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For the moral good? : The government scheme to unite convicts with their families, 1818-1843

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Parrott, JJ (1994) For the moral good? : The government scheme to unite convicts with their families, 1818-1843. Unspecified thesis, University of Tasmania.

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Abstract

This thesis will examine some of the effects of
transportation on the family and the efforts of the British
Government to counteract the evils and problems created.
This was achieved through the introduction of a Government
scheme to provide free passages to Australia for the wives
and families of certain convicts.
When husbands were transported their wives and children
became a burden on the Parish to which they belonged.
As the funds for Poor relief were acquired from the Poor
rate, levied on the local landowners, these gentlemen
supported the scheme to provide passages for the families
to follow their husbands and fathers. There were other
ways in which this could be achieved - the families could
be sent as fare paying emigrants, some managed to go as
Government sponsored emigrants and a few worked their way
out.
The scheme was a well regulated plan to provide for family
reunion at the expense of the British Government as an
indulgence to well-behaved, established convicts who were
able to support their families.
In the early days of transportation many wives were allowed
to accompany their husbands ta New South Wales (which
included Van Diemen's Land). This practice created
problems and was discontinued in the early 1800's.
In 1812 the Select Committee on Transportation found that
the proposed system of placing female convicts in a
Penitentiary on their arrival would diminish the available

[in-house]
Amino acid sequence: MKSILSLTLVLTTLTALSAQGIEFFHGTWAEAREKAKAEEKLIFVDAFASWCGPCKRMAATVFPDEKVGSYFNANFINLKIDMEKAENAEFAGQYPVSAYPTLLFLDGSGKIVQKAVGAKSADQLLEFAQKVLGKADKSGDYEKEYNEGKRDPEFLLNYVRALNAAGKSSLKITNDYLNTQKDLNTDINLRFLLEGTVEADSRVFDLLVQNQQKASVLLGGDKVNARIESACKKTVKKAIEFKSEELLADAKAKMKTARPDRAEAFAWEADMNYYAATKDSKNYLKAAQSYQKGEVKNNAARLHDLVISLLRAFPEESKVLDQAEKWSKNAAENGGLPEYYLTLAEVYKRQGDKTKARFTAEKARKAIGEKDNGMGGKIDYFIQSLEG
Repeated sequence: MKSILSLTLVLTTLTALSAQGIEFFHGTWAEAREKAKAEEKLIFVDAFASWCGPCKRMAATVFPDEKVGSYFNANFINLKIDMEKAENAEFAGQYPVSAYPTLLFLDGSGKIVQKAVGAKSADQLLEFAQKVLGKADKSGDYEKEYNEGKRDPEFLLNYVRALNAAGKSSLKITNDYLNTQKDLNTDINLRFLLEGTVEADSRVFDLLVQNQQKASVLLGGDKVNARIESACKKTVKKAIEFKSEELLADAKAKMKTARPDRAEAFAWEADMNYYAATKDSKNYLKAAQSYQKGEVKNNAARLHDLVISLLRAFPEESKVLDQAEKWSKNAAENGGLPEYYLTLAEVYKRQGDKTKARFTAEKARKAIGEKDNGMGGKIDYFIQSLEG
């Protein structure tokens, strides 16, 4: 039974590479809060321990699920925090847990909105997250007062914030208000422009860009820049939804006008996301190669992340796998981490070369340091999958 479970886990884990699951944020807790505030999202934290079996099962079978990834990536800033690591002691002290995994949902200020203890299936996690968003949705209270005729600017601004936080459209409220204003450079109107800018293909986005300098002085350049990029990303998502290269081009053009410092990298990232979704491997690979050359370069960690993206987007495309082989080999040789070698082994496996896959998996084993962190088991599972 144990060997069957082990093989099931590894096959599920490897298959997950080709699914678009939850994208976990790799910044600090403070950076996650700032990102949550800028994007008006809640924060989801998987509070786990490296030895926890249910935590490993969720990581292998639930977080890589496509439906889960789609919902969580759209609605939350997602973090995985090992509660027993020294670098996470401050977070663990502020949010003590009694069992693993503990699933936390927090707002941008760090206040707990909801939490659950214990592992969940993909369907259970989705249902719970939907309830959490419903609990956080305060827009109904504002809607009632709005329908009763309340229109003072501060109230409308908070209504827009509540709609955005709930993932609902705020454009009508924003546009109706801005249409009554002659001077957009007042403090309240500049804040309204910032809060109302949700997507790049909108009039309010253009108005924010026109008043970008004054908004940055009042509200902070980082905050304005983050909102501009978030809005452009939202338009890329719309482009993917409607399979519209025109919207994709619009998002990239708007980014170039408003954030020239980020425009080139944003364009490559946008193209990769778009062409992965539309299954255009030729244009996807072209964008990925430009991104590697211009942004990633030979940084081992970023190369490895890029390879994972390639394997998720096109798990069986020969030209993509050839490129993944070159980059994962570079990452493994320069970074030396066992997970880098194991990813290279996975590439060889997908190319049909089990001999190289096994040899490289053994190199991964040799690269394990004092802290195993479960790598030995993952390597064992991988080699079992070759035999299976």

supply of women and thought this "an additional reason for
affording increased facilities to the wives of male
convicts who may wish to accompany or follow their husbands
to New South Wales." ( 1) It was considered to be an
acceptable way of providing the Colony with more women.
although Earl Bathurst expressed concern that the arrival
of possibly dependent women would be an additional expense
to the Colony. It was expected that these women " being
of good character and industrious" (2) would be able to
support themselves. In 1814 Governor Macquarie reported
that a large number of wives were receiving support at
great cost to the Government. (3) He recommended that
wives should not be allowed to join their husbands unless
the men could give proof of their ability to support them.
In 1816 it was decided that appropriate Returns of
Requests from convicts should be transmitted to the Home
Government.

Item Type: Thesis (Unspecified)
Keywords: Prisoners, Penal colonies, Prisoners' families
Copyright Holders: The Author
Copyright Information:

Copyright 1994 the Author - The University is continuing to endeavour to trace the copyright owner(s) and in the meantime this item has been reproduced here in good faith. We would be pleased to hear from the copyright owner(s).

Additional Information:

Thesis (M.Hum.)--University of Tasmania, 1994. Includes bibliographical references

Date Deposited: 03 Feb 2015 03:09
Last Modified: 11 Mar 2016 05:55
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